Do a quick update your email signature and include a link to your most recent blog post. Make sure to add the title of the post, and you can even put in a little blurb to draw interest, just like you would with promoting it on social platforms.
3. Promote other bloggers’ work to your social networks
This is where Twitter lists or a good RSS feed reader can really come in handy. If you have a Twitter list or your favorite blogs compiled into an RSS feed reader, you can pop into that every morning and see what new posts have been published from your curated network of fellow bloggers.
If you see something you like, take a moment to share it and tag them in the post. It will just take a few moments and can help you build up existing relationships and make new ones. Share from people who have promoted your work, and share work from dream connections.
4. Leave a few comments
Since you’re already doing a quick scan of new blog posts, take a moment to leave feedback. We all know how satisfying it is to get a thoughtful comment that includes encouragement or offers a response to a question we’ve posed. Many of us that are blogging live for the conversation, so be a part of it!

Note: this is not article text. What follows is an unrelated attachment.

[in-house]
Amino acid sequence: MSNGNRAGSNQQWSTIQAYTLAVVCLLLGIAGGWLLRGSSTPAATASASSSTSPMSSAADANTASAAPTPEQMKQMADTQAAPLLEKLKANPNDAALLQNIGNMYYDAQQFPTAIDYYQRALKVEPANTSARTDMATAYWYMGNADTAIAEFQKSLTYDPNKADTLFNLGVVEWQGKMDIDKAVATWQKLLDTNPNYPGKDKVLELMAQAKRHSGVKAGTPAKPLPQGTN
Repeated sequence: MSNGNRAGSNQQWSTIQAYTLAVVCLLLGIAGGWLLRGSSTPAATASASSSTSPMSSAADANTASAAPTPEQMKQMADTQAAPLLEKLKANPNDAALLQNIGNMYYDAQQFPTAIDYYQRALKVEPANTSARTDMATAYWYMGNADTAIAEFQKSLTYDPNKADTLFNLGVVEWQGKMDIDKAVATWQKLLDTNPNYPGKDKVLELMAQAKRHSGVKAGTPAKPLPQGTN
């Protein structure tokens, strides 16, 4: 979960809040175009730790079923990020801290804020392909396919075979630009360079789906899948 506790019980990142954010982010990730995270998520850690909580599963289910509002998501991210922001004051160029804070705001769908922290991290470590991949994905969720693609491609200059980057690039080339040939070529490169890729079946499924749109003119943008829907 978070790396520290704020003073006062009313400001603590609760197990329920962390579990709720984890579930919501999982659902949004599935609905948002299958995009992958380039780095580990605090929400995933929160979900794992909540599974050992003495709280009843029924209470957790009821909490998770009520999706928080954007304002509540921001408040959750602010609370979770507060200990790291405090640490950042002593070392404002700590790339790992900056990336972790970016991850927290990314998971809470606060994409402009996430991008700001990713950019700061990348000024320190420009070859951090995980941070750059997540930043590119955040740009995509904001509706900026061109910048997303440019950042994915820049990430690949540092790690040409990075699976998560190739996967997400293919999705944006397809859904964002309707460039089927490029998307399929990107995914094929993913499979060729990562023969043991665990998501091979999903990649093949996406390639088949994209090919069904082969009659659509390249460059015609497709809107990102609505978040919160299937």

Not only does this put you on the radar of those in your dream network, but it also creates an opportunity for you to link back to your own work. If you’ve published your thoughts on a similar topic, include the link! If not, you can at least include your website link under the appropriate section with your information.
5. Do an ICYMI
If you’ve published a post recently, it never hurts to do an ICYMI (In Case You Missed It). All you have to do is put “ICYMI” at the front of your share and re-link the post.
This is particularly great for social feeds like Twitter, where information moves so fast that things can often get lost in the noise. You can get an additional update out there, add some hashtags that perhaps you didn’t add to the first round of sharing, and catch people at a different time of day than when you initially published.